Chronic Thromboembolic Pulmonary Hypertension (CTEPH) presenting as a right atrial myxoma- A case report and review of the literature

Document Type : Case Report


1 Ross University School of Medicine, Barbados

2 College of Biomedical Sciences, Larkin University, Miami, Florida, USA JAS Medical Management, Miramar, Florida, USA

3 Dr. Kiran C. Patel College of Osteopathic Medicine, Nova Southeastern University, Fort Lauderdale, Florida, USA

4 Biological Sciences Department, Broward College, Davie, Florida, USA

5 College of Biomedical Sciences, Larkin University, Miami, Florida, USA


Background: Pulmonary hypertension arise from an increase in resistance within the pulmonary vasculature, leading to consequences such as hypoxia, hypoxemia, and right heart failure. The underlying causes of this increased resistance are diverse and classified using the World Health Organization (WHO) classification system. One specific etiology is chronic thromboembolic pulmonary hypertension or simply CTEPH.
Case presentation: This case report focuses on a 42-year-old African American cisgender female who presented with a deep vein thrombosis in her left leg and shortness of breath. Further investigation revealed a large mass in her right atrium during a bedside echocardiogram, suggestive of a possible right atrial myxoma. This patient subsequently underwent median sternotomy with thrombectomy.
Discussion: As a sequela to this clinical presentation, our patient developed pulmonary hypertension. This report delves into the challenges and complexities involved in diagnosing and treating pulmonary hypertension, while also highlighting the unique presentation of this patient.


Main Subjects

  1. Hoeper MM, Bogaard HJ, Condliffe R, Frantz R, Khanna D, Kurzyna M, et al. Definitions and diagnosis of pulmonary hypertension. J Am Coll Cardiol. 2013;62(25):D42-50. doi:10.1016/j.jacc.2013.10.032 PMid:24355641
  2. Simonneau G, Montani D, Celermajer DS, Denton CP, Gatzoulis MA, Krowka M, et al. Haemodynamic definitions and updated clinical classification of pulmonary hypertension. Eur Respir J. 2019;53(1):1801913. doi:10.1183/13993003.01913-2018 PMid:30545968 PMCid:PMC6351336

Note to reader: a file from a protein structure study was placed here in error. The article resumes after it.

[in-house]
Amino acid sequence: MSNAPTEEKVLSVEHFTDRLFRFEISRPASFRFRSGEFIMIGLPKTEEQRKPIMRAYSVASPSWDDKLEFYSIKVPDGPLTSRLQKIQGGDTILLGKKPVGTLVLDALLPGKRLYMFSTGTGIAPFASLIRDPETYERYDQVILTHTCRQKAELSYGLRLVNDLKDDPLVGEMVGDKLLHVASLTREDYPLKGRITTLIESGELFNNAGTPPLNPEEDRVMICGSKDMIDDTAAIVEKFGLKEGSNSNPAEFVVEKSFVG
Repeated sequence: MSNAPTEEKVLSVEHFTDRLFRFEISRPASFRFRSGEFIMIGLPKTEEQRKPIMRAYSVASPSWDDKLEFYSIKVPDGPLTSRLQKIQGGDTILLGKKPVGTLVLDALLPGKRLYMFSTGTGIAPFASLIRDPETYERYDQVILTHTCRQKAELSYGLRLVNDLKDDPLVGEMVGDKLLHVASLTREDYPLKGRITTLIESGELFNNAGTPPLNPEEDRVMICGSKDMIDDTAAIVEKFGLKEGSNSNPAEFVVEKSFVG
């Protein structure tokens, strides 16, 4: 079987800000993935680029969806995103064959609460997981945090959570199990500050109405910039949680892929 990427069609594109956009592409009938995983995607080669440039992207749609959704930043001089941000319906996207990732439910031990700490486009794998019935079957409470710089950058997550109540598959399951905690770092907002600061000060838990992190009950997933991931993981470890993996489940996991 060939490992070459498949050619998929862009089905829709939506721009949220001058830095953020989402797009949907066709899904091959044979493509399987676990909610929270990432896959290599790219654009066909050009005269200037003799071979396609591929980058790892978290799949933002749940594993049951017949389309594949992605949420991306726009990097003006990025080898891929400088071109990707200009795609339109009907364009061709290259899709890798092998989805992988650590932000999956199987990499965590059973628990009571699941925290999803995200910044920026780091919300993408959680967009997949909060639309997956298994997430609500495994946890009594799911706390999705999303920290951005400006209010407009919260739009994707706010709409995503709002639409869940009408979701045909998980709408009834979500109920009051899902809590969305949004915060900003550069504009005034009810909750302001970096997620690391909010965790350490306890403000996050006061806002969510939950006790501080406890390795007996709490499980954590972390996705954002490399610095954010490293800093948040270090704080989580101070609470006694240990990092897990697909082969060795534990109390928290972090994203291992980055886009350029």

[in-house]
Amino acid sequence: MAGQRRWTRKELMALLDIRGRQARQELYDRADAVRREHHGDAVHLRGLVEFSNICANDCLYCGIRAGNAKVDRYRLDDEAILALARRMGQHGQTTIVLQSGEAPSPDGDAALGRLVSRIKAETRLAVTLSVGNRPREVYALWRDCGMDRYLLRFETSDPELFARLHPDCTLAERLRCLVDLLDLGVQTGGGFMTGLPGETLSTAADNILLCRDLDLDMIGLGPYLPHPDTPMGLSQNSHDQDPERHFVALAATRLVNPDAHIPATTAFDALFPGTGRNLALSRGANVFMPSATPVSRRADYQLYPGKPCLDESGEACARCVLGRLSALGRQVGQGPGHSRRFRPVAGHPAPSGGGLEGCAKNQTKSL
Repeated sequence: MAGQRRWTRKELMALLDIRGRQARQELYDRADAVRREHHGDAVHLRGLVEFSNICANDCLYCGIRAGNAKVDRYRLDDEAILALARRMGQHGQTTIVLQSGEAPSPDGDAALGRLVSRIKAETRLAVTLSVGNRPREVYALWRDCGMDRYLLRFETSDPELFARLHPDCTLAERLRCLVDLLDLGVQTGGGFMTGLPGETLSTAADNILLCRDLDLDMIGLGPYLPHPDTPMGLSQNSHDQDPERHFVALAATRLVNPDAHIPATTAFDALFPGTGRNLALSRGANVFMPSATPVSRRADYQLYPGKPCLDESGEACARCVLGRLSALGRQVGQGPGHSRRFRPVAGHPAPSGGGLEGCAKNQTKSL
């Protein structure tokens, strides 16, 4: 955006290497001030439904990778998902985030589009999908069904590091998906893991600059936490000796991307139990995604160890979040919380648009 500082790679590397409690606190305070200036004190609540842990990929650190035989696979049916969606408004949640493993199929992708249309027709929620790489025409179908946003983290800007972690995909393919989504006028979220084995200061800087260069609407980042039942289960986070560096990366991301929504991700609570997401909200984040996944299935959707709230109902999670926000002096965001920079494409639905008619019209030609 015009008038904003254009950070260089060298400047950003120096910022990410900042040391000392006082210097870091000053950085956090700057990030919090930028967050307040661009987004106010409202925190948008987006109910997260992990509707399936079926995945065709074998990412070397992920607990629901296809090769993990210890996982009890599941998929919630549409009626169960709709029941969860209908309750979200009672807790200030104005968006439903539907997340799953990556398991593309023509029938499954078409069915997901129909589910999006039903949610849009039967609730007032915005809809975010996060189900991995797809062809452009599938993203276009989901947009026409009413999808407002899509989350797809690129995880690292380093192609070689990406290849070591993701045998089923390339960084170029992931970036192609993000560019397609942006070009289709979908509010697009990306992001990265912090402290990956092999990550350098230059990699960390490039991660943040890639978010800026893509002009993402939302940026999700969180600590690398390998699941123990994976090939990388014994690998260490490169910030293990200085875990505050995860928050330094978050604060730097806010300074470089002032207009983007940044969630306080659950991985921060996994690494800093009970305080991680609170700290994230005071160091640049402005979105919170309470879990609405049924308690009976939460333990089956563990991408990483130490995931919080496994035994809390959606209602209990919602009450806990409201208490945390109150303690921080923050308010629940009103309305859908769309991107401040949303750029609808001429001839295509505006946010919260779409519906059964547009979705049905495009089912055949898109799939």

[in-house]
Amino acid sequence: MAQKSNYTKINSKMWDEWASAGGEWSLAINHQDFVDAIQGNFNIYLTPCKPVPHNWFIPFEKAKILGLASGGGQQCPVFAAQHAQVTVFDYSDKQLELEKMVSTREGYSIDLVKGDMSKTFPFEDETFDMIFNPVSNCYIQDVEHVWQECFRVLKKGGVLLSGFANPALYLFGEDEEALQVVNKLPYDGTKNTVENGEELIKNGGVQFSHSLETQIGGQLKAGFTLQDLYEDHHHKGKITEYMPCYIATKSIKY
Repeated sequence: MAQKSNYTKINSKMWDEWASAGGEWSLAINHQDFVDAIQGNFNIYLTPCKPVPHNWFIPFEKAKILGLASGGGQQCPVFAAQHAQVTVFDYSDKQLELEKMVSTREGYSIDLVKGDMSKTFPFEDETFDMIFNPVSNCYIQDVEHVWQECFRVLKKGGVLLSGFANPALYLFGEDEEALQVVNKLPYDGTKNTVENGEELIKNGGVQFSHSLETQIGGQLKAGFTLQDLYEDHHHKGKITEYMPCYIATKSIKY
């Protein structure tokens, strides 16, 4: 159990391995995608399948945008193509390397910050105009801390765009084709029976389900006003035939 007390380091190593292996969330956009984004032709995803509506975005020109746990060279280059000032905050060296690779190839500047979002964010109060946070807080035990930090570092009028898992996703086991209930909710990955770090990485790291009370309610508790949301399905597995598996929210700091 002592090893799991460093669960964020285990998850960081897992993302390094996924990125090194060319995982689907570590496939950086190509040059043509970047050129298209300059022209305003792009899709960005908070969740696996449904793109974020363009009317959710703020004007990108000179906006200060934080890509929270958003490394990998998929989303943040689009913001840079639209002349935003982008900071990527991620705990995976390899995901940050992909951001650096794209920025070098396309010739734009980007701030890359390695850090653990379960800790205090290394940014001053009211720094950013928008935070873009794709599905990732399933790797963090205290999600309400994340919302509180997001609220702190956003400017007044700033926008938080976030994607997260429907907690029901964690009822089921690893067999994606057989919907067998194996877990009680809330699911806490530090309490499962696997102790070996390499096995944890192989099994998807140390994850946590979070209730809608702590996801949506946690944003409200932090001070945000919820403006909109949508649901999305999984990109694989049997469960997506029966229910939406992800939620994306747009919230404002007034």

3. Galiè N, McLaughlin VV, Rubin LJ, Simonneau G. An overview of the 6th World Symposium on Pulmonary Hypertension. Eur Respir J. 2019;53(1):1802148. doi:10.1183/13993003.02148-2018 PMid:30552088 PMCid:PMC6351332
  4. Hoeper MM, Humbert M, Souza R, Idrees M, Kawut SM, Sliwa-Hahnle K, et al. A global view of pulmonary hypertension. Lancet Respir Med. 2016;4(4):306-22.
  5. Sumimoto K, Tanaka H, Mukai J, Yamashita K, Tanaka Y, Shono A, et al. Optimal Cut-Off of tricuspid regurgitation velocity according to the new definition of pulmonary hypertension - its use in predicting pulmonary hypertension. Circ Rep. 2020;2(10): 625-9. doi:10.1253/circrep.CR-20-0094 PMid:33693186 PMCid:PMC7932846
  6. Zangiabadi A, De Pasquale CG, Sajkov D. Pulmonary hypertension and right heart dysfunction in chronic lung disease. Biomed Res Int. 2014;2014:1-13. doi:10.1155/2014/739674
    PMid:25165714 PMCid:PMC4140123
  7. Humbert M, Kovacs G, Hoeper MM, Badagliacca R, Berger RMF, Brida M, et al. 2022 ESC/ERS Guidelines for the diagnosis and treatment of pulmonary hypertension. Eur Heart J. 2022;43 (38): 3618-731. doi:10.1093/eurheartj/ehac237
  8. Wijeratne DT, Lajkosz K, Brogly SB, Lougheed MD, Jiang L, Housin A, et al. Increasing incidence and prevalence of World Health Organization groups 1 to 4 pulmonary hypertension: A population-based cohort study in Ontario, Canada. Circ Cardiovasc Qual Outcomes. 2018;11(2):e003973. doi:10.1161/CIRCOUTCOMES.117.003973 PMid:29444925 PMCid:PMC5819352
  9. Azzo L, Ali YS, Vaqar S. Strategies For Individualizing Pulmonary Hypertension Treatment to Ensure Optimal Patient Outcomes. InStatPearls [Internet] 2022 Nov 7. StatPearls Publishing.
  10. Galiè N, Humbert M, Vachiery J-L, Gibbs S, Lang I, Torbicki A, et al. 2015 ESC/ERS guidelines for the diagnosis and treatment of pulmonary hypertension: The joint task force for the diagnosis and treatment of pulmonary hypertension of the European society of cardiology (ESC) and the European respiratory society (ERS) endorsed by: Association for European paediatric and congenital cardiology (AEPC), international society for heart and lung transplantation (ISHLT). Eur Heart J. 2016;37(1):67-119. doi:10.1093/eurheartj/ehv317 PMid:26320113
  11. Sabbula BR, Akella J. Chronic Thromboembolic Pulmonary Hypertension. StatPearls Publishing; 2022.
  12. Cabrol S, Souza R, Jais X, Fadel E, Ali RHS, Humbert M, et al. Intravenous epoprostenol in inoperable chronic thromboembolic pulmonary hypertension. J Heart Lung Transplant. 2007;26(4): 357-62. doi:10.1016/j.healun.2006.12.014 PMid:17403477
  13. Islam AKMM. Cardiac myxomas: A narrative review. World J Cardiol. 2022;14(4):206-19. doi:10.4330/wjc.v14.i4.206 PMid:35582466 PMCid:PMC9048271
  14. Nguyen T, Vaidya Y. Atrial Myxoma. StatPearls Publishing; 2023.
  15. Medrek S, Safdar Z. Epidemiology and pathophysiology of chronic thromboembolic pulmonary hypertension: Risk factors and mechanisms. Methodist Debakey Cardiovasc J. 2016;12(4):195. doi:10.14797/mdcj-12-4-195 PMid:28289493 PMCid:PMC5344468